Incidence Rates of Four Major Non-Communicable Chronic Diseases in the Chinese Adult Population from 2007 to 2016: A Study Based on a National Commercial Claims Database
Authors Yang Y, Sun X, Wang J, Yang C, Zhang L
Received 15 November 2019
Accepted for publication 29 January 2020
Published 24 February 2020 Volume 2020:12 Pages 215—222
Checked for plagiarism Yes
Review by Single-blind
Peer reviewer comments 2
Editor who approved publication: Professor Henrik Toft Sørensen
Yu Yang, 1, 2,* Xiaoyu Sun, 1, 2,* Jinwei Wang, 3 Chao Yang, 3 Luxia Zhang 1–3
1National Institute of Health Data Science, Peking University, Beijing, People’s Republic of China; 2Center for Data Science in Health and Medicine, Peking University, Beijing, People’s Republic of China; 3Renal Division, Department of Medicine, Peking University First Hospital; Peking University Institute of Nephrology; Key Laboratory of Renal Disease, National Health Commission of China; Key Laboratory of Chronic Kidney Disease Prevention and Treatment, Ministry of Education of China, Beijing, People’s Republic of China
*These authors contributed equally to this work
Correspondence: Luxia Zhang
Renal Division, Department of Medicine, Peking University First Hospital; Peking University Institute of Nephrology; Assistant Dean, National Institute of Health Data Science at Peking University, No. 8 Xishiku St, Xicheng District, Beijing 100034, People’s Republic of China
Background: The spread of non-communicable chronic diseases (NCDs) is a global crisis. Understanding the dynamics of NCDs at the population level is crucial to develop prevention strategies as well as to evaluate the effectiveness of intervention. However, studies investigating the incidence rate of NCDs among the general population are limited, especially for developing countries like China. We aim to evaluate the incidence rates of four major NCDs from 2007 to 2016, based on a national commercial claims database in China.
Methods: Cancer, stroke, coronary heart disease (CHD) and end-stage kidney disease (ESKD) accounted for over 90% of claims data were included as major NCDs. The definition of the above diseases followed the guideline of disease definitions of critical illness insurance released by the Insurance Association of China. Age-standardized incidence rates (ASRs) of those major NCDs among subgroups of sex, demographic regions, and China city tiers were reported. The trends of incidence rates were described as annual percent change (APC) as well as average annual percent change (AAPC) and were then examined by joinpoint models.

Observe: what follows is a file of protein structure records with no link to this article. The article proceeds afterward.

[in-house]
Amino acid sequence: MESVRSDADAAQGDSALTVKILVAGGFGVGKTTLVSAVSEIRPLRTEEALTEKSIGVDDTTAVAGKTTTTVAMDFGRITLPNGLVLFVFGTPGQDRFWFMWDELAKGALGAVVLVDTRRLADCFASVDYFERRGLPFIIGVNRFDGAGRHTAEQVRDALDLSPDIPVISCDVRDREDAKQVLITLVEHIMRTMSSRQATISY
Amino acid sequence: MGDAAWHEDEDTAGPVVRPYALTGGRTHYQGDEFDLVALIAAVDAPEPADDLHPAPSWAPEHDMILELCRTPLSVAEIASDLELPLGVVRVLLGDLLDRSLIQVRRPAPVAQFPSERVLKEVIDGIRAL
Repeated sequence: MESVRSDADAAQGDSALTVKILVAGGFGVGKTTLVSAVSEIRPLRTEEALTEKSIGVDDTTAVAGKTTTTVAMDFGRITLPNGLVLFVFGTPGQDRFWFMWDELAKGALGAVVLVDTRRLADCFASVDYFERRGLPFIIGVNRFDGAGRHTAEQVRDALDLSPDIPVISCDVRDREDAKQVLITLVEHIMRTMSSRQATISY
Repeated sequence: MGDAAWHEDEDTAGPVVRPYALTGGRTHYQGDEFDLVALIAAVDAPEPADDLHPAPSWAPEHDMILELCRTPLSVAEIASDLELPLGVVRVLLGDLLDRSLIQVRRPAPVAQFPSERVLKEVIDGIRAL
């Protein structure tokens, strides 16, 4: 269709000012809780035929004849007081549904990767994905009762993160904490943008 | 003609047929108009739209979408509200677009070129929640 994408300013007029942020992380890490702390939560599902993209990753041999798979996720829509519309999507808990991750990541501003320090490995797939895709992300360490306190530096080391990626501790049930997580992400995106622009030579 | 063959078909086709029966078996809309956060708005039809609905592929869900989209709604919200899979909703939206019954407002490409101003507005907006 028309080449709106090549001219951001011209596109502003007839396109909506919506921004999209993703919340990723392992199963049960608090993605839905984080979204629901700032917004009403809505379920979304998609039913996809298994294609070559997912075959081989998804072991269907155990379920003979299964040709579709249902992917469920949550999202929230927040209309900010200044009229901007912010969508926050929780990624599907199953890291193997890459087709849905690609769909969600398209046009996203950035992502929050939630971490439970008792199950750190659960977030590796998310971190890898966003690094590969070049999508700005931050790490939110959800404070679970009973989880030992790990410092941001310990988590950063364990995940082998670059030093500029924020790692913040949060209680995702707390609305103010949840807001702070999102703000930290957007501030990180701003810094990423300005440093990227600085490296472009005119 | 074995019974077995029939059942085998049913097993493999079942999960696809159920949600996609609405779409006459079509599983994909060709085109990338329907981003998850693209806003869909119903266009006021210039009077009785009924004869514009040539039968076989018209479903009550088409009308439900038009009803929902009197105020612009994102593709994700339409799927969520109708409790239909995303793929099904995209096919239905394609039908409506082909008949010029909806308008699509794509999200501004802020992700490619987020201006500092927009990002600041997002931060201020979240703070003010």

Results: For the population insured in 2007, the average 10-year ASRs of cancer, CHD, stroke, and ESKD were 221.0, 55.5, 43.5, 11.0 per 100,000 person-years, respectively. For males, the ASRs of cancer, CHD, ESKD continuously increase in the past decade with AAPC of 1.4%, 5.2%, and 3.3%; while the ASRs of stroke were decreased with APC of 3.7% after 2009. For females, the increased ASRs of cancer with AAPC of 4.2% and CHD with AAPC of 2.0%; while decreased trends of ASRs were observed for stroke and ESKD. Patterns of ASRs changing varied between different demographic regions and city tiers.
Conclusion: Commercial claims data could be a valuable data source to evaluate the disease burden for major NCDs in China. The disease burden of severe stroke was decreasing while cancer, CHD and ESKD were still increasing in China. More efforts should be put into control of CHD, especially in the northern part of China.
Keywords: non-communicable chronic diseases, incidence rate, claims database, Asian
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